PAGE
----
Nora Shalaway Carpenter grew up on a mountain ridge deep in the West Virginia wilderness. A graduate of Vermont College of Fine Arts’ MFA in Writing for Children and Young Adults program, she is the author of the YA novel The Edge of Anything and the picture book Yoga Frog. Before she wrote books, she worked as associate editor of Wonderful West Virginia magazine, and she has been a certified yoga teacher since 2012. She currently lives in Asheville, North Carolina, with her husband, three young children, and world’s most patient dog and cat.
As a rural-born reader and writer, I’ve often been frustrated by how hard it can be to find accurate, non-stereotypical portrayals of rural culture—which is why I’m so excited about the upcoming launch of Rural Voices! Honestly, there are way more than ten reasons to check out this fantastic anthology that hits bookshelves next month. But here are some of my personal favorites.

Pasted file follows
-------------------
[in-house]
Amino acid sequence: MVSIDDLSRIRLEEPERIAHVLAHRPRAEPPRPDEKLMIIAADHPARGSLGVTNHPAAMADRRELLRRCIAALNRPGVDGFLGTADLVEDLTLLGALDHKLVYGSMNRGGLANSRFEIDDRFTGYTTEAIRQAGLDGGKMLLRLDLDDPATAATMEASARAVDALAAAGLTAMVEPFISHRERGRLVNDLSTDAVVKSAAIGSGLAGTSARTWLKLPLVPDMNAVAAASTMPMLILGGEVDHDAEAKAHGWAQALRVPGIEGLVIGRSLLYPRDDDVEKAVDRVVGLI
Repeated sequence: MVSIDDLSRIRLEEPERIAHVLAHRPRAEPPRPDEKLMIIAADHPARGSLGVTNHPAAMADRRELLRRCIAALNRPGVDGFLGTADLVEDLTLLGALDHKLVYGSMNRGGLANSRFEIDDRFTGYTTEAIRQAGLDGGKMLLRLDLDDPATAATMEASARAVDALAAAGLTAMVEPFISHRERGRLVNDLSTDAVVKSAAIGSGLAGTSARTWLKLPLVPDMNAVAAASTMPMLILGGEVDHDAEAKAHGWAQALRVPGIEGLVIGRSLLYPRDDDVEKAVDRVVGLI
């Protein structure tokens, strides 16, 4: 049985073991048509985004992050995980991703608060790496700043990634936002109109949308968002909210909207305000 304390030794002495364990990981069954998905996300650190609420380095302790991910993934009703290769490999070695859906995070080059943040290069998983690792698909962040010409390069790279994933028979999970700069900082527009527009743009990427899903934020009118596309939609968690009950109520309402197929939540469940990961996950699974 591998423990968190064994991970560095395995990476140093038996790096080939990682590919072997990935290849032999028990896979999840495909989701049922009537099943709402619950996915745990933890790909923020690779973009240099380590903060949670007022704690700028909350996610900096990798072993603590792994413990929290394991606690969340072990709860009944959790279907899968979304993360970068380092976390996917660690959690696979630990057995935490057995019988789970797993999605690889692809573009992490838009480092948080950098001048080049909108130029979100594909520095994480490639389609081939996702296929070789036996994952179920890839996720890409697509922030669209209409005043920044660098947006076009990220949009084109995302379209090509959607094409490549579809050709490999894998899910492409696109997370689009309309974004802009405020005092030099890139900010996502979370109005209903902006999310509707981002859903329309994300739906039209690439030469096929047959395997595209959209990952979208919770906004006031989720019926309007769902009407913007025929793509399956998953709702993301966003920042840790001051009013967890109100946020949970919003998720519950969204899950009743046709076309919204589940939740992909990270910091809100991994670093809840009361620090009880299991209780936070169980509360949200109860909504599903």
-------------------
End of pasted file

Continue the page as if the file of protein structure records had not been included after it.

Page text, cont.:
10. Authors Who Know Their Stuff: Every single contributor actually IS rural. Most are born-and-raised, while some moved to rural communities a bit later—but they all clearly know, understand, and respect rural places and people on a deep and authentic level.
9. Read About Something Different: According to the U.S. Census Bureau, over 97% of the country’s landmass is made up of rural areas—but less than 20% of the population lives there. Reading Rural Voices is a great way to start learning about those lesser-known (and often misrepresented) parts of our huge country.
8. Representation, Representation, Representation: Many people don’t realize how diverse rural America is—a misconception often reinforced by popular media portrayals. The stories—and authors—of RV include a refreshingly more varied—and accurate—representation of life in the many different corners of rural America.
7. Sweet Romance: For the romance lovers out there, several stories include endearingly romantic storylines. Check out Best in Show and Close Enough for adorable explorations of first love in all its messy, confusing glory.
6. Creep Factor: Prefer chills up the spine over romantic feels? No problem! Several stories, like The Cabin and The Hole of Dark Kill Hollow, may have you flicking on every light in the house before you finish. You’ve been warned.